A few weeks back my friend Margie invited me to the Old Field Farm Bootleg Buying Club. Old Field Farm is a 160 acre farm in upstate NY that explores the relationship of art and agriculture. This was not your average “meet the farmer and buy some things” type of event, but a show of collaboration, design and really, really good food.
We wandered around enjoying wine and various tasting tables of OFF products like prosciutto and a most decadent pork rillette. Eventually we made our way out back where a pop-up butcher demonstration and shop had been assembled by Jake and Silka, otherwise known as “The Butcher and the Baker” (be sure to check out their blog post with photos and details of the event). We watched as Jake broke down 2 whole sides of a Tamworth hog from the farm, and Margie eventually purchased a beautiful pork loin rack which he expertly Frenched and tied for her to roast.
The event also featured a beautifully curated shop of edible goods, pottery and books. Wandering among the honey, maple syrup, jams and other items, a curious display in the corner that caught my attention – jars and jars of dried mushrooms. There were Shitake, Chantarelle, Black Trumpet, Hen of the Woods, and several varieties I had never seen before, all of which I set to collecting a mixed bag of to take home.
I thought I would make a risotto with my new fungi collection (and perhaps I still will as another ounce remains), until the following week when Brad and I popped into Raffetto’s – a most magical Greenwich Village shop where you can watch fresh pasta be cut to order. He spied a farro fettuccine which we decided would be a perfect complement to the mushrooms and a different recipe began to take shape in my mind.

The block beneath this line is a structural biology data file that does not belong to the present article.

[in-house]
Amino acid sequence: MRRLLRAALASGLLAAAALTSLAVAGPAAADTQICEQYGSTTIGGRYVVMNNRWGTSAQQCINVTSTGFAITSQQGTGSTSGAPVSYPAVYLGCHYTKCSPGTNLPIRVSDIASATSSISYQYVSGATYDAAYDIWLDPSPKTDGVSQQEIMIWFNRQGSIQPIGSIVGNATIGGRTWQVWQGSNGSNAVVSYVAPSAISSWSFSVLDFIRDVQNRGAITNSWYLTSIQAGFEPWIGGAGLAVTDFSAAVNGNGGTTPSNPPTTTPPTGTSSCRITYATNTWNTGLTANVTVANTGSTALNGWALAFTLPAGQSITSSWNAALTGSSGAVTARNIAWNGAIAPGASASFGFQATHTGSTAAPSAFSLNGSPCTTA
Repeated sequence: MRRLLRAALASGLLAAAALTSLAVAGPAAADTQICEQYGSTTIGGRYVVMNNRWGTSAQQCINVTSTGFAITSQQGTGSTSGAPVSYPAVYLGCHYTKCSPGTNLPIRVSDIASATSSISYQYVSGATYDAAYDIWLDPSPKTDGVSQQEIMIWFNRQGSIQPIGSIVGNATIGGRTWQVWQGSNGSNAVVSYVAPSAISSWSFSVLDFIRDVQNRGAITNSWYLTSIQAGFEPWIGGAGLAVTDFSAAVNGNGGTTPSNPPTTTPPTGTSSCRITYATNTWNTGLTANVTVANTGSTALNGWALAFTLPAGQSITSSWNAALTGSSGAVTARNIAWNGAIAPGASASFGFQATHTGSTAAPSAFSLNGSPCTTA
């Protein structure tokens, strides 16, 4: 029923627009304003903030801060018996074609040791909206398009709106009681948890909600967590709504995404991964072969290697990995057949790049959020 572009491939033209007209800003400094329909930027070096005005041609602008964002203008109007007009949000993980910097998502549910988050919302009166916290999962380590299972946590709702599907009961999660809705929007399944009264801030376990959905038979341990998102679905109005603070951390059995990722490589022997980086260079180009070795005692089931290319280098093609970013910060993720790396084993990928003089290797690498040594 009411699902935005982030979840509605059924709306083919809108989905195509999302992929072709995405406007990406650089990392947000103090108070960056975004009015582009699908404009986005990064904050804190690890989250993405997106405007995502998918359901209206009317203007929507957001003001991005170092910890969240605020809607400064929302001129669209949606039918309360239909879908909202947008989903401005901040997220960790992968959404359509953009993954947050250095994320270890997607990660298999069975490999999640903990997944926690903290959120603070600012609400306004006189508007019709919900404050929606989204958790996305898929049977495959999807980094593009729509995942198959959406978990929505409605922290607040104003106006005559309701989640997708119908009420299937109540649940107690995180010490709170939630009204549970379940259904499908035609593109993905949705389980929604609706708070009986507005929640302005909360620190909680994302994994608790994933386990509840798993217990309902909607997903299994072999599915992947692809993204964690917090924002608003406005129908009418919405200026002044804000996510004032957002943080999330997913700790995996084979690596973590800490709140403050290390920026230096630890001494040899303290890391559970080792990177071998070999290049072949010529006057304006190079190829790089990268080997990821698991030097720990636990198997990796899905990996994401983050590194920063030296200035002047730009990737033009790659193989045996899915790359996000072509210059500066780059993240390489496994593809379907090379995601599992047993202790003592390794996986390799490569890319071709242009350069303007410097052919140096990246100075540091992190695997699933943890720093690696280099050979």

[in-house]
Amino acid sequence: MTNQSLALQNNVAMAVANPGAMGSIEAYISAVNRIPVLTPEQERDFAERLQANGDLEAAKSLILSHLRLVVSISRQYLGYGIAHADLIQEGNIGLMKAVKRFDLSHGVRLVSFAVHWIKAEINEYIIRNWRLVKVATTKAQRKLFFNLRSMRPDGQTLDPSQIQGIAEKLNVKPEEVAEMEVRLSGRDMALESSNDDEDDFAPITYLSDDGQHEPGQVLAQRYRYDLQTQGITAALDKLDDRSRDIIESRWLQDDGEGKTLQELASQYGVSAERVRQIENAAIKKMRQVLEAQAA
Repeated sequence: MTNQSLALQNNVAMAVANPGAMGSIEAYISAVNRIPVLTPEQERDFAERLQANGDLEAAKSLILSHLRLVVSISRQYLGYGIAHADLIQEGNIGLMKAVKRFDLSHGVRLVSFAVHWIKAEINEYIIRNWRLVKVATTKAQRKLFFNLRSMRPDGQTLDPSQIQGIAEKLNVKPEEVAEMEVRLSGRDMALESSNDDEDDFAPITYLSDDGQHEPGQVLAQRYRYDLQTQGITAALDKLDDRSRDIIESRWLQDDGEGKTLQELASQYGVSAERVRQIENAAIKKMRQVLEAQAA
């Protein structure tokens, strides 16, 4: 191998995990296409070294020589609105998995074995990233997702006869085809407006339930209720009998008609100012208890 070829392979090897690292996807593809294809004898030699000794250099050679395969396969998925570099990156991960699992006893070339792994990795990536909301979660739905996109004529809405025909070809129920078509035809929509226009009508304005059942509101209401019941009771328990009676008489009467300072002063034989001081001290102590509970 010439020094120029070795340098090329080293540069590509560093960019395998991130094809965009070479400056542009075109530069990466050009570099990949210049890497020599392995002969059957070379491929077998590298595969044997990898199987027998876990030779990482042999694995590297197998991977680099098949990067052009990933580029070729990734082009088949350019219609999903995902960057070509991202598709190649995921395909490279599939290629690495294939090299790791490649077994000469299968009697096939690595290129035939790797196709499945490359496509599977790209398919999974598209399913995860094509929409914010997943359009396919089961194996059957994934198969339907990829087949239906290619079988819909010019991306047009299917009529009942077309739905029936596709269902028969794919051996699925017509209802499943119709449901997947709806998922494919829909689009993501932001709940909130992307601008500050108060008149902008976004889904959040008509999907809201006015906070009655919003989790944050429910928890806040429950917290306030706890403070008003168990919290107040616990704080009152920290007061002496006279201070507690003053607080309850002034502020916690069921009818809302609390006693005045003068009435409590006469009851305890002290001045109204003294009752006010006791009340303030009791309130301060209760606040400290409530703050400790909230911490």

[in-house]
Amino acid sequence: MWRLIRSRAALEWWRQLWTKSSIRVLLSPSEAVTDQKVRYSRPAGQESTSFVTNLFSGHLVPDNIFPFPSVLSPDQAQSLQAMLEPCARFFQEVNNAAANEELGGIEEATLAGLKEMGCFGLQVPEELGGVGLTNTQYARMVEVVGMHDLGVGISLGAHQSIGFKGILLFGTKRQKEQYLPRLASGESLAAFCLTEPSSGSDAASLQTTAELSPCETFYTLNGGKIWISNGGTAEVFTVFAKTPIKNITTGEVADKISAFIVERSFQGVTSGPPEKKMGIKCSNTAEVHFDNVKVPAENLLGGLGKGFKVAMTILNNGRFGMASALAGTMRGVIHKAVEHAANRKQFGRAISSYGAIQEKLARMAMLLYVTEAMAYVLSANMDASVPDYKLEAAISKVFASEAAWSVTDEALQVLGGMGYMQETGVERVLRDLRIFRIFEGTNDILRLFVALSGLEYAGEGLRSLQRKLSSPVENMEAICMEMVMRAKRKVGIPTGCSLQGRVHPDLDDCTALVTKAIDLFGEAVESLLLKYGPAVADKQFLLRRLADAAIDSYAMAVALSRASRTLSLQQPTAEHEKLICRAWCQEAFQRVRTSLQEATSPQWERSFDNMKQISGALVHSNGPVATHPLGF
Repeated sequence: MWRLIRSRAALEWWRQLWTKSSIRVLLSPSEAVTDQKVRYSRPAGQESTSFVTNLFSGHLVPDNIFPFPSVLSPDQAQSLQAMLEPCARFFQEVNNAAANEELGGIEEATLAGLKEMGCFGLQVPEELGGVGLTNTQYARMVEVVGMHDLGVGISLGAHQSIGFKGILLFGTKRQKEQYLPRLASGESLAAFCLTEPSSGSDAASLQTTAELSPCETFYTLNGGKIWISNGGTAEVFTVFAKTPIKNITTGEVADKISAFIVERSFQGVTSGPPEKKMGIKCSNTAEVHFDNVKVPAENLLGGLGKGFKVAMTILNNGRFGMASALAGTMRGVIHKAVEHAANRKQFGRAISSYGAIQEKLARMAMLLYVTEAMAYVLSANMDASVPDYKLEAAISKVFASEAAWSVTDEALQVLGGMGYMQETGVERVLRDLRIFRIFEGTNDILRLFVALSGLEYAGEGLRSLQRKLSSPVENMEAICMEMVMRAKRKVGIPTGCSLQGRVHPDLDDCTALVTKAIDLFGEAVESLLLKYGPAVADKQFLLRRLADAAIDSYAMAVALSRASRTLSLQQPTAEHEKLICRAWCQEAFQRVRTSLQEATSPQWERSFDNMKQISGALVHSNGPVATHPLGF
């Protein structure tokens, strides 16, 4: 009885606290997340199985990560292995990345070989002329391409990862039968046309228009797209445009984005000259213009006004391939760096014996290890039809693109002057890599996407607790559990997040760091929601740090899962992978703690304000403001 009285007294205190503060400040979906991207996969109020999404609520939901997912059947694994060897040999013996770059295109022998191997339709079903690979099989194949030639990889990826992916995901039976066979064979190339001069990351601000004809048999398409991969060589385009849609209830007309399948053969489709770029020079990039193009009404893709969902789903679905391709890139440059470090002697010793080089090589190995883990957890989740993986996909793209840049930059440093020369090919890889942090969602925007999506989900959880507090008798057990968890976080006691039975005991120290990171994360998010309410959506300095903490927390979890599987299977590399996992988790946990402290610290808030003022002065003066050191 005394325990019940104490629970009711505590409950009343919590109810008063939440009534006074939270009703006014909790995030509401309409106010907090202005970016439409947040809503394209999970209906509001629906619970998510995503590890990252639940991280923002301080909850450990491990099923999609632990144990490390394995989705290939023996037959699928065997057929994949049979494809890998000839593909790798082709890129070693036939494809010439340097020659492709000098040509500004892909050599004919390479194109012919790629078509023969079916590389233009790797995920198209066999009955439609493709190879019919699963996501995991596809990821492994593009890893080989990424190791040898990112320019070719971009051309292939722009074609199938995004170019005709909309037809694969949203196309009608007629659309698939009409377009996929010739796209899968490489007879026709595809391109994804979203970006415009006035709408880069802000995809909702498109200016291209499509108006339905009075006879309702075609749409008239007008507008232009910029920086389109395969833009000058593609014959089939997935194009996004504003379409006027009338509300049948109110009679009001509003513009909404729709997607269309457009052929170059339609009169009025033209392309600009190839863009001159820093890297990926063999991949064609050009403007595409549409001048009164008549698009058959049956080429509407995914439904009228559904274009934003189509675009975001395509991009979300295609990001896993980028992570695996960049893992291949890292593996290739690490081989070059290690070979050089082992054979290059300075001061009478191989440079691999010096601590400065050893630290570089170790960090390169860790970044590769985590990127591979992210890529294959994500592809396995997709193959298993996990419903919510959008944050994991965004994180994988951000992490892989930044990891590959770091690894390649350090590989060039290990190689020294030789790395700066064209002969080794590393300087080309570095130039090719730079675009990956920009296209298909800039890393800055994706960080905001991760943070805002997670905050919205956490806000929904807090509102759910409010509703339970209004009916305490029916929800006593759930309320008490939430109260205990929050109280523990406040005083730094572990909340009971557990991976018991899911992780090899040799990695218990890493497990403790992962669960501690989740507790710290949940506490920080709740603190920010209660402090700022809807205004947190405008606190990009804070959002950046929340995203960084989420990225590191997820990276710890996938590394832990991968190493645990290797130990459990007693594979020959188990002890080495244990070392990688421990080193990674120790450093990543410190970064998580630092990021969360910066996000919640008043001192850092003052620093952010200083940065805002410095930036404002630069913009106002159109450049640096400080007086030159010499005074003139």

I gathered some fresh mushrooms, a mix of Shitake and Oyster, from our Greenmarket mushroom vendor to use in combination with the dried ones. I also threw in some peas from the last of my winter stash. I love them for both contrast in flavor and color, but if you want to enjoy pure mushroom mania, feel free to leave them out of the dish. Adding the liquid from soaking the dried mushrooms and bit of butter will result in a “sauce” that just coats the noodles and makes for one rich and earthy bowl of pasta.
Farro Fettuccine with Wild Mushrooms
- 1 lb. dried farro fettuccine
- 1 ounce dried wild mushrooms; a mix of Porcini, Chantarelle, Black Trumpet, Morel, or whatever you can find
- 1/2 lb. fresh mushrooms, cleaned and cut into 1/2″ pieces or slices; Shitake, Oyster, and Hen of the Woods are all good choices
- 2 cloves garlic, minced
- Olive oil
- 1 cup frozen peas *optional
- 2 tablespoons butter
- Fresh ground pepper
- Fresh grated Pecorino Romano cheese
Place the dried mushrooms in a bowl and cover with 2 cups boiling water. Soak for about 20 minutes, or until tender. Strain the mushrooms, reserving the soaking liquid. Cut up any large mushrooms into 1/2″ pieces
Meanwhile, set a pot of water to boil for the pasta.
Set a large sauté pan over medium heat with a few tablespoons of olive oil. When a flick of water sizzles, add the fresh mushrooms and garlic and about 1 teaspoon of salt. Cook stirring occasionally until the mushrooms release their moisture, and then begin to dry out in the pan – about 6-8 minutes. Add the dried mushrooms that have been soaked and continue cooking for 2-3 minutes. Add 1 cup of the reserved soaking liquid and the peas, if desired, then continue cooking for about 5 minutes, allowing the liquid to reduce slightly. Stir in the butter to melt, season with additional salt to taste and a generous grinding of fresh black pepper and remove from heat.
When the pasta water comes to a boil, add a generous amount of salt and cook the fettuccine until al dente. Strain the pasta and immediately toss with the the mushroom mixture and a healthy grating of cheese. Distribute among serving dishes and serve with addition cheese if desired.
Although it is only mid-March, it seems undeniable that Spring has sprung! 70 degree afternoons are just perfect for enjoying a mid-day meal outside: